There were only 12 singles matches. Only an idiot (or possibly a TV network?) would schedule the tee times so late that darkness would fall before a playoff could be completed. That's inexcusable stupidity. Most embarrassing, cameras homed in on the rival captains, Jack Nicklaus and Gary Player, as they pulled out a cell phone and called PGA Tour Commissioner Tim Finchem to change the event's rules and make up new ones, live on TV.
The obvious answer would've been to return the following morning for the finish, but the Americans wanted to go home and Woods had a scheduled safari vacation, on which he would propose marriage to his girlfriend, Elin Nordgren. He didn't want to play, either. A tie saved face for everyone but while this PC put the event on the map, it was also its most embarrassing low.
10. The best chip shot that never was.
It was the 2000 Solheim Cup in Scotland and in a four-ball match, Pat Hurst of the U.S. hit a shot to three feet on the 13th hole for birdie. Annika Sorenstam of Europe chipped in from off the green for a matching birdie. Hurst's partner, Kelly Robbins, faced a 25-foot birdie putt and after looking the thing over, told her captain, Pat Bradley, that she, not Sorenstam, was farther from the hole. If true, that meant Sorenstam played out of turn.
Bradley, desperate because her team was losing badly overall, stepped in and confronted the players and the match officials. Sorenstam broke into tears when officials ruled that yes, she played out of turn and under match play rules, was forced to play the shot again. She didn't make the chip a second time, Hurst made her putt and the Americans won the match. The irate Europeans went on to drum the Americans by three points and the event's sportsmanlike tone was tainted.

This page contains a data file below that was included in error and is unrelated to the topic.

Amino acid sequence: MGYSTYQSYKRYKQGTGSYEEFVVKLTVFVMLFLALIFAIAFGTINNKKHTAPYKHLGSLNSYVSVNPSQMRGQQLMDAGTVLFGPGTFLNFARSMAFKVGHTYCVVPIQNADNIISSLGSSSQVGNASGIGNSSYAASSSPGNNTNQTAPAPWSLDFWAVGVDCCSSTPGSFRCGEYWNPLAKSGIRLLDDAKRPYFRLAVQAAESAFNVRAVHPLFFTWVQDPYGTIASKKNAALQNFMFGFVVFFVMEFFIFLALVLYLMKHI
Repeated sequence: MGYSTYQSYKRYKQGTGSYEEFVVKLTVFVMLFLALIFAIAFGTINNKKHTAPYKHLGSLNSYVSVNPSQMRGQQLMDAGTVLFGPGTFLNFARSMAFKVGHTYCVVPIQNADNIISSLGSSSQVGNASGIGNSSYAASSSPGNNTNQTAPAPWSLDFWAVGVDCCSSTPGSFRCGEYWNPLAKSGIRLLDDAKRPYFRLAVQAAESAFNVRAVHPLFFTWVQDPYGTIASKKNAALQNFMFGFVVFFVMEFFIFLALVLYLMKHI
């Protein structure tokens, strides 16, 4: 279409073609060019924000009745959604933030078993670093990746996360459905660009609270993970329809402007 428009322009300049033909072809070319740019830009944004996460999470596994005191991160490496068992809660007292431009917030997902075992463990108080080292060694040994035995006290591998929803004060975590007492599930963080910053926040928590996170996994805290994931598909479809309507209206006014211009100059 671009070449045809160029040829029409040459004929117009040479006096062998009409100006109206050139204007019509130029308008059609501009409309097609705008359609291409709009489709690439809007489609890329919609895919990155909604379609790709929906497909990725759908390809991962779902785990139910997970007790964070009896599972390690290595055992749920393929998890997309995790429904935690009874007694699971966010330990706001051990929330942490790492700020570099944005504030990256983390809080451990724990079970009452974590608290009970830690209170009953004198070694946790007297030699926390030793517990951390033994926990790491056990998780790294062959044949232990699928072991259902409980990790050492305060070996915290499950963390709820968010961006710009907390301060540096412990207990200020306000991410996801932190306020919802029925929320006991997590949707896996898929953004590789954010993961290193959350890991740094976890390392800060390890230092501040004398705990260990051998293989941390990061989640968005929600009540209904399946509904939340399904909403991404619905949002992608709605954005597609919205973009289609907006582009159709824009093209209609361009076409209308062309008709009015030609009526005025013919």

Sorenstam made a mistake -- she should've checked with her opponents to be sure she was away, and when she was found to be wrong, she should have accepted it. If Robbins really thought Sorenstam wasn't away, she should have spoken up before the chip. And when she did decide there might be a problem, she should have gone directly to her opponents instead of looking like a weasel and going to her captain. While Bradley was within the rules to force the replay, it just wasn't very sporting. Everyone involved came off looking like sore losers.
REACT: What embarrassing or disgraceful moments did we leave out? Chime in here...